Ansible for Networking - Part 3: Cisco IOS

The third part of my ongoing series of posts on Ansible for Networking will cover Cisco IOS. For the other posts in this series so far, see the Start of the series and The Lab Environment All the playbooks, roles and variables used in this article are available in my Network Automation with Ansible repository Why IOS? Anyone who has worked in the network industry long enough will have encountered Cisco equipment at some point in their career. [Read More]

Ansible for Networking - Part 2: The Lab environment

This is the second part in my ongoing series on using Ansible for Networking, showing how to use Ansible to configure and manage equipment from multiple networking vendors. In the “Start of the series” post, I mentioned that the lab would consist of: - The KVM hypervisor running on Linux A virtual machine, running CentOS 8, that will run: - FRR - Acting as a route server Syslog Tacplus (for TACACS+ integration) Two routers/virtual machines of each vendor, one running as an “edge” router, one running as an “internal” router A control machine that Ansible will run from, over a management network to all machines This post goes through the Hypervisor, setting up the CentOS 8 virtual machine, and the control machine. [Read More]

Ansible for Networking - Part 1: The start of the series

For those who have been reading my posts for a while, they’ll know that while currently I’m a DevOps Engineer, I spent the previous decade managing and configuring service provider networks. For the majority of that time, the network was configured by hand. The closest most people in the industry had to an automation toolset was either using a spreadsheet with variables, their own scripts they had created, or delegating the task to multiple junior engineers. [Read More]

Building Windows AWS AMIs using Packer and Ansible

Like many other companies that are deploying their applications to the cloud, the majority of our estate uses Linux. However we do need to use Windows for a couple of purposes. This could be for application testing, or for specific Windows features. We also recently adopted Packer to build our machine images, to allow them to be defined in code (and therefore within version control). In Amazon, these machine images are called AMIs. [Read More]
devops  aws  packer  windows  aws  ami 

Prometheus: snmp_exporter and OpenBSD

In a previous post, I showed how to run the Prometheus node_exporter on a number of different operating systems, including OpenBSD. Many OpenBSD installs are used as, or to replace, network appliances (e.g. peering routers, firewalls, VPN concentrators). Traditionally, you would monitor networking equipment using SNMP. OpenBSDs snmpd(8) can expose a number of metrics that cover carp(4), pf(4), relayd(8) and more. Prometheus and SNMP The snmp_exporter is used so that Prometheus can monitor devices via SNMP. [Read More]

OpenBSD: High-Availability Firewalling

While most posts on this site usually concern Linux, I have a bit of a soft spot for OpenBSD. OpenBSD is an operating system from the Unix lineage, started in Bell Labs many years ago, eventually giving rise to the Berkley Software Distribution (BSD). The most known versions of BSD are NetBSD (who focus on portability, running on pretty much any hardware), FreeBSD (who focus on covering as many purposes as possible) and OpenBSD (who focus on security, sometimes at the expense of performance). [Read More]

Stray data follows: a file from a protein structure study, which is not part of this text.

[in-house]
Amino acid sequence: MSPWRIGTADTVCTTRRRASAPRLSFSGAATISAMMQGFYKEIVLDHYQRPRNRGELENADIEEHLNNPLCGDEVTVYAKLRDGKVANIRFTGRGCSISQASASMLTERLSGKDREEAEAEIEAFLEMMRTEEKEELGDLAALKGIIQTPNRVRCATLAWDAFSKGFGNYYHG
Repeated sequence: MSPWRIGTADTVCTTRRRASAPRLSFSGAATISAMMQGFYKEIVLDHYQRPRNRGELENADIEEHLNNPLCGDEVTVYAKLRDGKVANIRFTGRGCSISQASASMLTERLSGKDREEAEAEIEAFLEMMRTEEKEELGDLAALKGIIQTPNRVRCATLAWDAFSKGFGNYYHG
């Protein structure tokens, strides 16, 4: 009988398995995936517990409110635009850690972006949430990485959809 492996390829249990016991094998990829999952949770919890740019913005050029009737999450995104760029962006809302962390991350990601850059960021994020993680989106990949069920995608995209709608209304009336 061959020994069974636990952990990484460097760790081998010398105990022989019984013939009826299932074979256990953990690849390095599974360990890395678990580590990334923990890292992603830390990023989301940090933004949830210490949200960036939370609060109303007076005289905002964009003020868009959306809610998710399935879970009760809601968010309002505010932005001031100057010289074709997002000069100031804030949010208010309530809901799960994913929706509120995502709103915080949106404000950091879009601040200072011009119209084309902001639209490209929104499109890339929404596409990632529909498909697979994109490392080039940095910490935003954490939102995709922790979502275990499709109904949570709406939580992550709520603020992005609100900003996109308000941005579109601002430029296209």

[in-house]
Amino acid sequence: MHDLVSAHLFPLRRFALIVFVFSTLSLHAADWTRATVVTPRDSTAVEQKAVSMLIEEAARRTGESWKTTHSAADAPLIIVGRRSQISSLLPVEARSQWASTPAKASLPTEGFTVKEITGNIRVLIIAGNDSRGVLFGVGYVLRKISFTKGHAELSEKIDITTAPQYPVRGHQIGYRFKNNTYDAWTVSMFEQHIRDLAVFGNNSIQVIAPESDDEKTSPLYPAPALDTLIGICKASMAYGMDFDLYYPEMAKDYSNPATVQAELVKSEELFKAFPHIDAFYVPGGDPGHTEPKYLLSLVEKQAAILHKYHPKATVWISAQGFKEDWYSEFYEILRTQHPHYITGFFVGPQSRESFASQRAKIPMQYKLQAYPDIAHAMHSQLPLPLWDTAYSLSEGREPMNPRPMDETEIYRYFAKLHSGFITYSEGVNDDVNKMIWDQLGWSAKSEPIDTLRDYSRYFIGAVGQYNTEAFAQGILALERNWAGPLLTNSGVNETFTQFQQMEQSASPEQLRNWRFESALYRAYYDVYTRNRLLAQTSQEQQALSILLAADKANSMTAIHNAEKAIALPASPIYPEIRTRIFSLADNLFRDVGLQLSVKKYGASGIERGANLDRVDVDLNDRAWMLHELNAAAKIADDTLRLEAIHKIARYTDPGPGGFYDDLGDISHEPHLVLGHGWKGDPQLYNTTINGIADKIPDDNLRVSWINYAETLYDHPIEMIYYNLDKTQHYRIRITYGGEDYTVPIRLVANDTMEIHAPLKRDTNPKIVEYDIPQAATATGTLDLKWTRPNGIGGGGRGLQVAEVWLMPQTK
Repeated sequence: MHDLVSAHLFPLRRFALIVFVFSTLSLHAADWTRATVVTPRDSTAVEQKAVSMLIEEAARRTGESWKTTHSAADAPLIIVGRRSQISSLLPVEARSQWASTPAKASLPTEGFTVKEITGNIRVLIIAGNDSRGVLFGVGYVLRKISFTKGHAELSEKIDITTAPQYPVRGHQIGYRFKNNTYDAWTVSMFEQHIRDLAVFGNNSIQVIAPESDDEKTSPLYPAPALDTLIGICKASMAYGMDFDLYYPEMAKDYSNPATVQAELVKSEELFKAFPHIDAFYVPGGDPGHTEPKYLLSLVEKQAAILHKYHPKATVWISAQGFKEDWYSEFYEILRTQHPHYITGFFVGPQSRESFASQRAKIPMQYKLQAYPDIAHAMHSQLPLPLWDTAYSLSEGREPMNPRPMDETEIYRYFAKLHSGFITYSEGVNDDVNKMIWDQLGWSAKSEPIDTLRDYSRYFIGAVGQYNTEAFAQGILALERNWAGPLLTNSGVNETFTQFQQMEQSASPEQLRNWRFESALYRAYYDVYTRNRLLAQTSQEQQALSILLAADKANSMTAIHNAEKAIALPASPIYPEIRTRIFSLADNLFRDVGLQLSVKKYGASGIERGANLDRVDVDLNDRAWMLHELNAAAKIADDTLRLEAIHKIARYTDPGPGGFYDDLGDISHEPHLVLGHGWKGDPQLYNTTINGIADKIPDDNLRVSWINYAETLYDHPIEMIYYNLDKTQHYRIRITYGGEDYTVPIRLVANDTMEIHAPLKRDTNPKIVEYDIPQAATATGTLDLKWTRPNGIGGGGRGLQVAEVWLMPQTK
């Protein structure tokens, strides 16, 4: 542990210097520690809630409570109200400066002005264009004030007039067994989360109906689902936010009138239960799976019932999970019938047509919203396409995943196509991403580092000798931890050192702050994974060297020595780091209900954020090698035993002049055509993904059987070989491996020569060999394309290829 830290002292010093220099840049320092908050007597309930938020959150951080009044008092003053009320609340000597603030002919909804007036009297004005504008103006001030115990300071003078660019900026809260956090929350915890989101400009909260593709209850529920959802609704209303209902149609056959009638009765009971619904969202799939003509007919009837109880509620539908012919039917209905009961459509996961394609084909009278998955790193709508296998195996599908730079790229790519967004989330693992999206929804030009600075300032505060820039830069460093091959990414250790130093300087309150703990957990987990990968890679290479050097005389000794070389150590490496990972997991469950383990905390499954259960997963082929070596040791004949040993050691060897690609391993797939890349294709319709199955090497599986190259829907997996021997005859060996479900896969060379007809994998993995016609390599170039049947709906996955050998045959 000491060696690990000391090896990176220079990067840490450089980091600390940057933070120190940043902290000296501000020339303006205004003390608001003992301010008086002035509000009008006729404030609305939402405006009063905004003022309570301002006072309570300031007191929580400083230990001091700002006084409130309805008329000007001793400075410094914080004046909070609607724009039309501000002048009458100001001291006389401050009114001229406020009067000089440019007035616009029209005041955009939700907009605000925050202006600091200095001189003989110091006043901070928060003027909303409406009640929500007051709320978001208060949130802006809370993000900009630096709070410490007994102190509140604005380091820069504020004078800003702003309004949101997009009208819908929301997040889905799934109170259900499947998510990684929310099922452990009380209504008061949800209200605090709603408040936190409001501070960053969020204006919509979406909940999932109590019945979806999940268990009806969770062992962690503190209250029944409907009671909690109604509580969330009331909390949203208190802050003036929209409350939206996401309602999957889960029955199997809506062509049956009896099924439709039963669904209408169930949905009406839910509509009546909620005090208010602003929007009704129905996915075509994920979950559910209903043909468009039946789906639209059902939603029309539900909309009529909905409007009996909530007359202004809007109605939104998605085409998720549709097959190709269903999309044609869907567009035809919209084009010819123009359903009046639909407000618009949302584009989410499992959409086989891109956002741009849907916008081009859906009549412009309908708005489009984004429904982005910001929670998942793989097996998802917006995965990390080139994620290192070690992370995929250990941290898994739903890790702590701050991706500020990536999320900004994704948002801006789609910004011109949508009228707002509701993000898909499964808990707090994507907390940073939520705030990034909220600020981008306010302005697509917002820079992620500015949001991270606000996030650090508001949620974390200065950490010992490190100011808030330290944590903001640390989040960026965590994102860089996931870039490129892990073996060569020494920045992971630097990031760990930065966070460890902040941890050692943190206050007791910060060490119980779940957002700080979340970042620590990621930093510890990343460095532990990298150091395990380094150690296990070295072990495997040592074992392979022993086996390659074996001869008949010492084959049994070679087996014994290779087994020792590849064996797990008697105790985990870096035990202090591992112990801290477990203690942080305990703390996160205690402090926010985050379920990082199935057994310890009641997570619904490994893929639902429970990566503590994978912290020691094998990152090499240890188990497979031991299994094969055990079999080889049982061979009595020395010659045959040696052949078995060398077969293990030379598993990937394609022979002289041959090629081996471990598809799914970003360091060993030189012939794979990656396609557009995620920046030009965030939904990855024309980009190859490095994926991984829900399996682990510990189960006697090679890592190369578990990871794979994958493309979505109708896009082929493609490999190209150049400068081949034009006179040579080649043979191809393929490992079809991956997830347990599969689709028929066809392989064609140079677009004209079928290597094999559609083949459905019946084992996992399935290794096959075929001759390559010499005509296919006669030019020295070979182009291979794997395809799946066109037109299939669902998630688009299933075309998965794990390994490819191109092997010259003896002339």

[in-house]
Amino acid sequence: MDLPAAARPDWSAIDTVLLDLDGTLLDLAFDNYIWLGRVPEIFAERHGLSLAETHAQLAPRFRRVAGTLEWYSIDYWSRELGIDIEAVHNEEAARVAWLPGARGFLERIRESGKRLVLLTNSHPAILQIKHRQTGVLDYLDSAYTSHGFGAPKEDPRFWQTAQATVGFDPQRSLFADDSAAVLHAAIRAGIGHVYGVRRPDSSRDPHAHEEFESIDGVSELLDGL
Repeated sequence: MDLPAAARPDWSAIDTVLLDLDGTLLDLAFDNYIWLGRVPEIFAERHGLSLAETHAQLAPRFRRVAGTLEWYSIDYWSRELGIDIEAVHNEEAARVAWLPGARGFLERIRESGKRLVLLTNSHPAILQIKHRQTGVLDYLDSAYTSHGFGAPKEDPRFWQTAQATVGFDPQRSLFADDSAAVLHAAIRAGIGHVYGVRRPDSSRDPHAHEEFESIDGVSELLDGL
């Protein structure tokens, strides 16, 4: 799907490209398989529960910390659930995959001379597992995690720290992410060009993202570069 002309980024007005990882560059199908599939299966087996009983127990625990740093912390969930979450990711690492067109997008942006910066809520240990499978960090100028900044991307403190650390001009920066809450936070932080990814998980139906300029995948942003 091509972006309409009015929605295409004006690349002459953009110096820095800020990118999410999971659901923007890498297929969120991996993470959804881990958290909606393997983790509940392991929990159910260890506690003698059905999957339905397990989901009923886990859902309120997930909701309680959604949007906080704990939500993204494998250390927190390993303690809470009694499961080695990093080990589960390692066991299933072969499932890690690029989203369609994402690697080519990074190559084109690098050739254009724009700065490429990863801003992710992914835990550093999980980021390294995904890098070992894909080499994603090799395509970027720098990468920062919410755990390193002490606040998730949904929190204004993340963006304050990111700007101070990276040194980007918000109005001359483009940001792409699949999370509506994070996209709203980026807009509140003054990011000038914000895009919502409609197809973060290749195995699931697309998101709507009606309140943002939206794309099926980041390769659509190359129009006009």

Prometheus: Consul Service Discovery for blackbox and snmp exporter

In a previous post I covered how to use Consul for service discovery of standard exporters, allowing Prometheus to automatically discover what services to monitor. However, this configuration didn’t cater to exporters like the snmp_exporter or blackbox_exporter. What is interesting about both of the above is that rather than generating metrics for a local application, they are a proxy for other services. For example, you can use BlackBox exporter to do ICMP checks or HTTPS checks, without running an exporter on the services themselves. [Read More]

Prometheus: Discover services with DNS

In a previous post I covered how to use Consul for service discovery, allowing Prometheus to automatically discover what services to monitor. There are some cases where either setting up Consul (or similar) is not viable, or adds complexity that is not required. If you are already running your own DNS nameservers, you could make use of DNS SRV records. Common DNS record types The most common DNS records are A, AAAA and PTR. [Read More]

DNS Anycast: Using BGP for DNS High-Availability

DNS has a number of mechanisms for redundancy and high availability. More often than not, clients will have a primary and secondary nameserver to talk to. However, if the primary nameserver fails for whatever reason, then the queries to the primary usually need to timeout before attempting queries to the secondary. Also the speed of general web browsing can often be dictated by how long it takes to receive a valid DNS response to the query. [Read More]

Configuration Seasoning: Getting started with Saltstack

Configuration management is the practice of deploying and managing your application and infrastructure configuration through automated tooling, rather than managing all of your infrastructure manually. This can cover everything from Linux servers, to network equipment, installing packages to updating existing services. The primary benefits are that you can manage more infrastructure without the operational burden increasing significantly, and that your configuration is consistent across your estate. There are already a number of tools which achieve this: - [Read More]